"The Dreamer" is a really beautifully crafted jazzy opener to the album and has a smooth velvety feel to it. "Velvet" gives off a similar vibe with the exception that it is more experimental and interestingly chaotic. "Blackeyedsusan" is a more rhythmic composition with a beautiful mellow melody and subtle arrangements that remind you of music you would hear in a great jazz club. "Park Bench People" is very funky and the vocal harmonies and phrasing are very good. "Spirits Up Above" has a clear gospel and blues influence and adds variety to this release. "Nola" is quite an intriguing tune as it has a fast paced rhythm accompanied by a slow piano led melody which makes it quite experimental and improvised. "Red" is another fast paced track with a more pronounced jazzy feel and a cool tempo. "Winter Wind" is a mellow and atmospheric track with a sweet melody and a pleasant instrumental piano section. "Desire" is very warm and sentimental with soothing arrangements and vocals. The final track "Love" has a drum and bass style beat and is a very suave and sensual way to end the album.

The blend of Jose's sensual voice and the subtle jazz arrangements make "The Dreamer" a beautiful and personal record. I think that Jose James has a wonderful talent and he will be an artist to watch in the years to come.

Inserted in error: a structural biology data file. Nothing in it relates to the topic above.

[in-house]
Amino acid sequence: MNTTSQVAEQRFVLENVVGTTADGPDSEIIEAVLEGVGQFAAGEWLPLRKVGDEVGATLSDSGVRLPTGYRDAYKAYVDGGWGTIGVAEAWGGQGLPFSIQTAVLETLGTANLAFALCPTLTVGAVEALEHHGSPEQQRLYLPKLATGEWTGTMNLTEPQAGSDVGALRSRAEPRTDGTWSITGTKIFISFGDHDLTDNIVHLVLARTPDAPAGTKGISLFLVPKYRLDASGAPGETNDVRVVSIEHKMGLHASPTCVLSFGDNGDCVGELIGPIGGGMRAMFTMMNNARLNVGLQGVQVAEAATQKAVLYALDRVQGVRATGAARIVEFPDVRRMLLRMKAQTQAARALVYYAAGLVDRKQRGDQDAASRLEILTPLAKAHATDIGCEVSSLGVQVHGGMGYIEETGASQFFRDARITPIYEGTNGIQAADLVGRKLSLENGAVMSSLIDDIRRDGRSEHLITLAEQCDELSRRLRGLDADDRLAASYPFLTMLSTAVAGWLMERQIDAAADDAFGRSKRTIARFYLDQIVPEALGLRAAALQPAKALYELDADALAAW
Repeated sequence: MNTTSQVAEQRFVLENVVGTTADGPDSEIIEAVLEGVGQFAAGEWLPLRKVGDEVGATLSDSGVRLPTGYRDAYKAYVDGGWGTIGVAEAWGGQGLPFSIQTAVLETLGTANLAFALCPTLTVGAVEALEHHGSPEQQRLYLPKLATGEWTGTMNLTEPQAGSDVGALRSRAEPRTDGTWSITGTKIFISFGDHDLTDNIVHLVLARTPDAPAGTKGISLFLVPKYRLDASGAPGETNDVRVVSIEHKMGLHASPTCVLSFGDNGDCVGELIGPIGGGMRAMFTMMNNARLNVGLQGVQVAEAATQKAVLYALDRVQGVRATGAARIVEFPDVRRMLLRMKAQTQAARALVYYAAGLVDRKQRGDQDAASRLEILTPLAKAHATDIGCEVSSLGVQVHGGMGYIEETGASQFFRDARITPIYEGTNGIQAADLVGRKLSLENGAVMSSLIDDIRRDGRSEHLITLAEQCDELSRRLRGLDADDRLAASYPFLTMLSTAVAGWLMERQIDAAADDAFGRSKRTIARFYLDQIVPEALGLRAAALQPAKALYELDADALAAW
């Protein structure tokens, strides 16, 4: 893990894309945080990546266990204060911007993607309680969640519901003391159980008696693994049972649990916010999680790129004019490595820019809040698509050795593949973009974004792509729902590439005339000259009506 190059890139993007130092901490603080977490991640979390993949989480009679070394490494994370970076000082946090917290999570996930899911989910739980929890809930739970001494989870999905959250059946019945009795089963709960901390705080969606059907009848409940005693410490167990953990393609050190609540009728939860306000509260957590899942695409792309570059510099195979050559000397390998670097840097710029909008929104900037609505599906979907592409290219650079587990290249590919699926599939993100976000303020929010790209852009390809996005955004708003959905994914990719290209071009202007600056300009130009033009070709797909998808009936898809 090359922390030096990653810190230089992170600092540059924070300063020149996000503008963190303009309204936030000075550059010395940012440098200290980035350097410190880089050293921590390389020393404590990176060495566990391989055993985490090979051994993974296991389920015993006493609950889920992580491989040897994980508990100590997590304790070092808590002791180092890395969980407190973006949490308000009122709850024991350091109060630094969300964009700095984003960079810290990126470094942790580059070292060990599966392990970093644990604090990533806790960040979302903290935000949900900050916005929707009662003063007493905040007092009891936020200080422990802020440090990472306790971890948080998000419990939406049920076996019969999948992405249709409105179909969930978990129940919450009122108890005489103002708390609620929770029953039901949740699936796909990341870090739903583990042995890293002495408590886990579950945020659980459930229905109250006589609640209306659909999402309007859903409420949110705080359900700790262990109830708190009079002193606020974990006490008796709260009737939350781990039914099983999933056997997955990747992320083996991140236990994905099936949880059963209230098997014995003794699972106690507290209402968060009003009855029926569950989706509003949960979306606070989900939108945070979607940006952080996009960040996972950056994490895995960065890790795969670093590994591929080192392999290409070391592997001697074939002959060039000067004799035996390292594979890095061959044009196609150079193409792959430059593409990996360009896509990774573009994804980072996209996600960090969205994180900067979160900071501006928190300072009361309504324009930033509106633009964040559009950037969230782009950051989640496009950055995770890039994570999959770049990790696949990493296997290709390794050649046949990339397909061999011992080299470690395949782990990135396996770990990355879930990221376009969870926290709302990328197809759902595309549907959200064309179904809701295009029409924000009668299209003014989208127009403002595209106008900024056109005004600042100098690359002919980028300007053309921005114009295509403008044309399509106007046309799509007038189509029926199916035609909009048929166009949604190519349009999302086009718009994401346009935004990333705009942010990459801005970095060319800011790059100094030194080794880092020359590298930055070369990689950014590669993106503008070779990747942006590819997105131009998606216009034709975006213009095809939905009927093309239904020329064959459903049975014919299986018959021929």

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on 26 January 2011
Jose James - The Dreamer (Brownswood)
I'm not a big fan of contemporary jazz vocalists - you know who I'm talking about. The guys all seem far too enamored with Sinatra and for the women it's Ella Fitzgerald, Billie Holliday and Nina Simone. It all seems a trifle irrational trying to sound like your hero or heroine. Happily, James is his own man. His debut is a beautifully balanced collection of mostly self-penned songs, which emphasize both his smoky baritone and the cooler than cool arrangements. Not to say that James has honed his style in a vacuum; his version of the Freestyle Fellowship's "Park Bench People" borrows in style from Gil Scott-Heron and his take on Rashaan Roland Kirk's "Spirits Up Above" has drawn comparisons to Andy Bey. 9/10.